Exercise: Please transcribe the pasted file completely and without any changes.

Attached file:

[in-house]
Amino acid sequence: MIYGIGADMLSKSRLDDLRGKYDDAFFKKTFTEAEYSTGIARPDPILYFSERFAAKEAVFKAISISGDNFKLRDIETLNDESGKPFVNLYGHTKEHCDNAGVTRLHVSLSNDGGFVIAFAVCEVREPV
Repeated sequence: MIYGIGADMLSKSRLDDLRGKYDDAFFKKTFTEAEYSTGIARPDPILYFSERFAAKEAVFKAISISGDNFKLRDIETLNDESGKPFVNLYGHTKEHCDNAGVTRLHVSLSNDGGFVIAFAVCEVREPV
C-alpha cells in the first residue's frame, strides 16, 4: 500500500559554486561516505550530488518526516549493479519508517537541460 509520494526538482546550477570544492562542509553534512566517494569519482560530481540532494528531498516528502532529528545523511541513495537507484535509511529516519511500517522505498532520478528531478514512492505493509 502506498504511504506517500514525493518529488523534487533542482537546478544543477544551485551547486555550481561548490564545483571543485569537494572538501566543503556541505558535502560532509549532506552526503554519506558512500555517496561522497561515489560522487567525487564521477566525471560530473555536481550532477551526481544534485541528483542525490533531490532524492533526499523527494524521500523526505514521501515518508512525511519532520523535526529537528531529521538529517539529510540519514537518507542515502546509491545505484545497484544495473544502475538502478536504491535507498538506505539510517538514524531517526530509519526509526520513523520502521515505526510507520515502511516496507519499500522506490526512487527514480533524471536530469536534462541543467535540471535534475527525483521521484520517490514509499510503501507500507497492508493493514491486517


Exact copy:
[in-house]
Amino acid sequence: MIYGIGADMLSKSRLDDLRGKYDDAFFKKTFTEAEYSTGIARPDPILYFSERFAAKEAVFKAISISGDNFKLRDIETLNDESGKPFVNLYGHTKEHCDNAGVTRLHVSLSNDGGFVIAFAVCEVREPV
Repeated sequence: MIYGIGADMLSKSRLDDLRGKYDDAFFKKTFTEAEYSTGIARPDPILYFSERFAAKEAVFKAISISGDNFKLRDIETLNDESGKPFVNLYGHTKEHCDNAGVTRLHVSLSNDGGFVIAFAVCEVREPV
C-alpha cells in the first residue's frame, strides 16, 4: 500500500559554486561516505550530488518526516549493479519508517537541460 509520494526538482546550477570544492562542509553534512566517494569519482560530481540532494528531498516528502532529528545523511541513495537507484535509511529516519511500517522505498532520478528531478514512492505493509 502506498504511504506517500514525493518529488523534487533542482537546478544543477544551485551547486555550481561548490564545483571543485569537494572538501566543503556541505558535502560532509549532506552526503554519506558512500555517496561522497561515489560522487567525487564521477566525471560530473555536481550532477551526481544534485541528483542525490533531490532524492533526499523527494524521500523526505514521501515518508512525511519532520523535526529537528531529521538529517539529510540519514537518507542515502546509491545505484545497484544495473544502475538502478536504491535507498538506505539510517538514524531517526530509519526509526520513523520502521515505526510507520515502511516496507519499500522506490526512487527514480533524471536530469536534462541543467535540471535534475527525483521521484520517490514509499510503501507500507497492508493493514491486517